A Girl's Perspective on Girls Go Gold
Thursday, 18 September 2014
This year’s GSA Girls Go Gold Conference was hosted in the north by Bolton School Girls’ Division. The School welcomed a variety of expert speakers from the world of sport: athletes, journalists, and specialists in sports injury prevention and rehabilitation. Bolton School welcomed two hundred girls aged 14-17 who had travelled from across the UK for the conference, which was mirrored in the south at St Catherine’s Bramley.
Ellie Broome is an aspiring golfer and Year 11 pupil at Bolton School Girls’ Division who attended the Girls Go Gold Conference 2014. She kept a diary throughout the day about her experience and the different sessions she attended.
Before the Conference
Before the Girls Go Gold Conference, I was hoping to learn about a wide variety of sporting opportunities and where sport could take me! I knew this would be a great opportunity to find out more about the different pathways into sport and around sport, so I was looking forward to the whole day.
Opening Keynote Speech: Helen Glover
Helen’s speech was really interesting. She talked about aiming high and seizing your opportunities.
One main theme which she kept referring to in her speech was ‘The Decision’ – the fact that there is a reason behind why you are where you are. This was the fact to remember at tough times: why you made the decision to commit to the sport you are doing! She said you also have to remember that you’re doing this because you love it: you are the little girl who fell in love with sport, and that's why you are where you are. You are competing because you love it and even when it's hard you are there because you enjoy it.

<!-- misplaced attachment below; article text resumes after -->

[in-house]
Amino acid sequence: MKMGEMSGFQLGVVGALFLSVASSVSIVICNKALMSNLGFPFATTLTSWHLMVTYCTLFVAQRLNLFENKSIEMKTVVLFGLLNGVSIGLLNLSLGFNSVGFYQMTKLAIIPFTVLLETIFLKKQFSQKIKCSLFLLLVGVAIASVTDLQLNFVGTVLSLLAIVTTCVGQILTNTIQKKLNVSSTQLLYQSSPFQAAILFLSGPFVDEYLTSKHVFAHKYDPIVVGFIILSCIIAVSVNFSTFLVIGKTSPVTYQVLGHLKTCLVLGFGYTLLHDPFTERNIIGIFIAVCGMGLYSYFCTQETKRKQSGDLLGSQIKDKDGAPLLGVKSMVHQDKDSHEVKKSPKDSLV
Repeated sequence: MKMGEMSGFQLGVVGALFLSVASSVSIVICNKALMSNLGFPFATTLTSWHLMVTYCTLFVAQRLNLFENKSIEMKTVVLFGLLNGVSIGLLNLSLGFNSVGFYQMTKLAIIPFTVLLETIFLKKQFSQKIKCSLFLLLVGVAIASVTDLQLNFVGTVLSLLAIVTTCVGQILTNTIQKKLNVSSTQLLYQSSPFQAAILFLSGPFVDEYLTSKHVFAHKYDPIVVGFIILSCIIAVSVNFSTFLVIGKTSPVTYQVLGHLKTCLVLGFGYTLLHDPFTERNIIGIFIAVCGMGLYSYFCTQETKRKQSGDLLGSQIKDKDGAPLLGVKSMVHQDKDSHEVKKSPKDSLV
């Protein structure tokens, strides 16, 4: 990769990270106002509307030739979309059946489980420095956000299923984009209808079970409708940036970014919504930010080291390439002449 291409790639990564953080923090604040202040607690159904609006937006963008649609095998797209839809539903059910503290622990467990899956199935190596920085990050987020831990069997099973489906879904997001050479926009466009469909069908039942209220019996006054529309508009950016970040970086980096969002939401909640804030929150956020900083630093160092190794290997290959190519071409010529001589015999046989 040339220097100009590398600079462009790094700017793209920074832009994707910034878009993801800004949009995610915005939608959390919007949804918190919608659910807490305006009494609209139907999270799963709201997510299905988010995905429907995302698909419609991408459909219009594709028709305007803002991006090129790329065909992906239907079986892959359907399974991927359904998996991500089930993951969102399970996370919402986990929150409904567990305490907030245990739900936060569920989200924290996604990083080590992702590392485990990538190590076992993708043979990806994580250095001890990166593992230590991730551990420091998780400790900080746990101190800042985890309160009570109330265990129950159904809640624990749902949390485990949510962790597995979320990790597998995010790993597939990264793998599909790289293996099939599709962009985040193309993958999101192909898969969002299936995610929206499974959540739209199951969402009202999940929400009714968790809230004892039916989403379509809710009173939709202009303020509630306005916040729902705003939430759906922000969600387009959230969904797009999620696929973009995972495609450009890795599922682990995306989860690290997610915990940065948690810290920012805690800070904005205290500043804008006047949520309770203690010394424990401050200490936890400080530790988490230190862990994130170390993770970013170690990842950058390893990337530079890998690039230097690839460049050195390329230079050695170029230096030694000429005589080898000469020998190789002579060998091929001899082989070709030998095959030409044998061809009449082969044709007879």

I found this very inspiring because it's true – if you didn't enjoy it you wouldn't do it, so when you do get up early on the cold and wet mornings it's because you enjoy what you are doing.
Helen also talked about how she started out as a cross-country runner and enjoyed sports, but only later became a rower. She advised everyone to stay open to new and different opportunities, as we may not have found the sport that’s right for us yet. This was really inspiring to hear.
Sports Rehabilitation at Bolton University
It was good to find out actually how many different jobs there are and paths that you can take in sport rehabilitation – I had no idea!
During this session we leaned how to strap up an ankle. It was fascinating to learn about where tape needs to be placed to create the best support for the joints and muscles. After the demonstration, we had a go ourselves with a partner. What was really interesting was the anatomy table we were shown. Instead of dissecting a person, it was electronic, so if a mistake was made it could be undone – whereas you can't do that with an actual person!
Sports Science at Bolton University
This was a good session, as you could find out your own different physical strengths – such as how strong you are with a grip strength test, how fast your feet move with an agility run, and how flexible you are with a sit and reach test.
I had lots of fun taking part in the different challenges and discovering my strengths and weaknesses. It was brilliant to see and use all the specialist equipment at the University as well, including electronic timing gates for the agility run, a pressure pad to measure jump height, and of course the Wattbike!
Dr Lindsay Hill’s activity was interesting as it explained in detail how you can damage your feet if you don't run in the proper way. Dr Hill also talked about what podiatrists can do to support athletes and correct any issues they have.